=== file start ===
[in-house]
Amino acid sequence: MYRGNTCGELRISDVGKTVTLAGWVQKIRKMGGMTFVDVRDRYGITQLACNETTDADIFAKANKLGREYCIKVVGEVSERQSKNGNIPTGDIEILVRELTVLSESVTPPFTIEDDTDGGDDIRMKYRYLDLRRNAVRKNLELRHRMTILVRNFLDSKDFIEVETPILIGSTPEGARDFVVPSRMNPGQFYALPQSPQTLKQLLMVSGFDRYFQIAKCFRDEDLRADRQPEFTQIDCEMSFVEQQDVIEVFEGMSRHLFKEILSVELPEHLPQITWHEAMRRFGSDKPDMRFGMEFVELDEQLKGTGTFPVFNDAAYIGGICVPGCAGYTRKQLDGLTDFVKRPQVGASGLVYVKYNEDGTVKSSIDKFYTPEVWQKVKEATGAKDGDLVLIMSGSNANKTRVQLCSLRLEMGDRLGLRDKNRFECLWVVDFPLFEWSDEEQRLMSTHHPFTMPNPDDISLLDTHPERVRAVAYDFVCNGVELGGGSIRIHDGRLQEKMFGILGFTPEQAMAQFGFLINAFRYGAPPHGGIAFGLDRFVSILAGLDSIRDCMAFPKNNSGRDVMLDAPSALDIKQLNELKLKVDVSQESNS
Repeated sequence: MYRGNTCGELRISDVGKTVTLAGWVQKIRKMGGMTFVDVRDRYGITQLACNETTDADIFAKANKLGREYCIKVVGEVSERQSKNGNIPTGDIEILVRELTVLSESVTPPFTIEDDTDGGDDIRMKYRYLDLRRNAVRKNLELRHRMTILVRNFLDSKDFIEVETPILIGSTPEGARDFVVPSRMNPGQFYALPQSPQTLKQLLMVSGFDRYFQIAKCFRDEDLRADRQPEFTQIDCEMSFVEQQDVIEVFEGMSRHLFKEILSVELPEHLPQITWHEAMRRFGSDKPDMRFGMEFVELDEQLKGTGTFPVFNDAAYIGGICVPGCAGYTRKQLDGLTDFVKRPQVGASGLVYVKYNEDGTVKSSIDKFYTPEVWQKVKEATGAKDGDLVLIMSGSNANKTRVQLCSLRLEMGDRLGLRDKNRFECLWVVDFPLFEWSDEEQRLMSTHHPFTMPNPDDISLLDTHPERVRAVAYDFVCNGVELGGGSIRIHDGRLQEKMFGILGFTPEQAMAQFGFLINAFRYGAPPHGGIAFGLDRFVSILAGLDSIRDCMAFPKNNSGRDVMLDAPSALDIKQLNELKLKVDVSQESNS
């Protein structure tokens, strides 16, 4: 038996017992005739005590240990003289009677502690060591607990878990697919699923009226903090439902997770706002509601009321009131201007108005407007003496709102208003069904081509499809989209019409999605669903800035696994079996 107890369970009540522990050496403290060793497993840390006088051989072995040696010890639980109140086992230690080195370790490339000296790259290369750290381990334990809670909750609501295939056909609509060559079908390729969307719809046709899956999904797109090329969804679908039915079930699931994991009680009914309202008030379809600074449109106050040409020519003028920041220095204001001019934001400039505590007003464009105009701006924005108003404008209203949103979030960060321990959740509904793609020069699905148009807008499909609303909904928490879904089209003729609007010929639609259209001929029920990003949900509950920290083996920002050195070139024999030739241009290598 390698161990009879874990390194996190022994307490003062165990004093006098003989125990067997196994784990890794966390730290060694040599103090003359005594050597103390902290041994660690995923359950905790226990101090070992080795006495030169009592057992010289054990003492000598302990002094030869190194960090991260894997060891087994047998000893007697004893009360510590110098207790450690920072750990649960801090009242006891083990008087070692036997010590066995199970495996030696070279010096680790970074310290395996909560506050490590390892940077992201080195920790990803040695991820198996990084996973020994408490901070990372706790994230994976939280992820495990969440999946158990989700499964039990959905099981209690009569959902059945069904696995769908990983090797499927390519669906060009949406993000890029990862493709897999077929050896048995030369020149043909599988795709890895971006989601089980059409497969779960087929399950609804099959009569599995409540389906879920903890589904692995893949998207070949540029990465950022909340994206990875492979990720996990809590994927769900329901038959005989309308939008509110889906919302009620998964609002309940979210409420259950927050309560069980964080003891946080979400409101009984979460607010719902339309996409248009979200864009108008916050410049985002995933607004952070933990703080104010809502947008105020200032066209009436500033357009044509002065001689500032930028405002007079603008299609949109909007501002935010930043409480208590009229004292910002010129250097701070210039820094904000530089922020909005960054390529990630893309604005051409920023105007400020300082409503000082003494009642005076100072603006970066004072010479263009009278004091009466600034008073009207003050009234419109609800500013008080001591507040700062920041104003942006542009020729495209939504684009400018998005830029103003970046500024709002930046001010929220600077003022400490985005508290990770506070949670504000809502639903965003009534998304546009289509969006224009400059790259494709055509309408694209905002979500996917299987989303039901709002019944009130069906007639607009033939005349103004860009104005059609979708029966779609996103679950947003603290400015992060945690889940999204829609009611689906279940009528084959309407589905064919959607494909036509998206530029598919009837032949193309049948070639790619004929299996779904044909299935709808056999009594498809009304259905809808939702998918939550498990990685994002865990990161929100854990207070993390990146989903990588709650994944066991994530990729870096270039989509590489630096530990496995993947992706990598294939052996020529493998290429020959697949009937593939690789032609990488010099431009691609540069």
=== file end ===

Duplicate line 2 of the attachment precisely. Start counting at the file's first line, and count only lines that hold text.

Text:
Amino acid sequence: MYRGNTCGELRISDVGKTVTLAGWVQKIRKMGGMTFVDVRDRYGITQLACNETTDADIFAKANKLGREYCIKVVGEVSERQSKNGNIPTGDIEILVRELTVLSESVTPPFTIEDDTDGGDDIRMKYRYLDLRRNAVRKNLELRHRMTILVRNFLDSKDFIEVETPILIGSTPEGARDFVVPSRMNPGQFYALPQSPQTLKQLLMVSGFDRYFQIAKCFRDEDLRADRQPEFTQIDCEMSFVEQQDVIEVFEGMSRHLFKEILSVELPEHLPQITWHEAMRRFGSDKPDMRFGMEFVELDEQLKGTGTFPVFNDAAYIGGICVPGCAGYTRKQLDGLTDFVKRPQVGASGLVYVKYNEDGTVKSSIDKFYTPEVWQKVKEATGAKDGDLVLIMSGSNANKTRVQLCSLRLEMGDRLGLRDKNRFECLWVVDFPLFEWSDEEQRLMSTHHPFTMPNPDDISLLDTHPERVRAVAYDFVCNGVELGGGSIRIHDGRLQEKMFGILGFTPEQAMAQFGFLINAFRYGAPPHGGIAFGLDRFVSILAGLDSIRDCMAFPKNNSGRDVMLDAPSALDIKQLNELKLKVDVSQESNS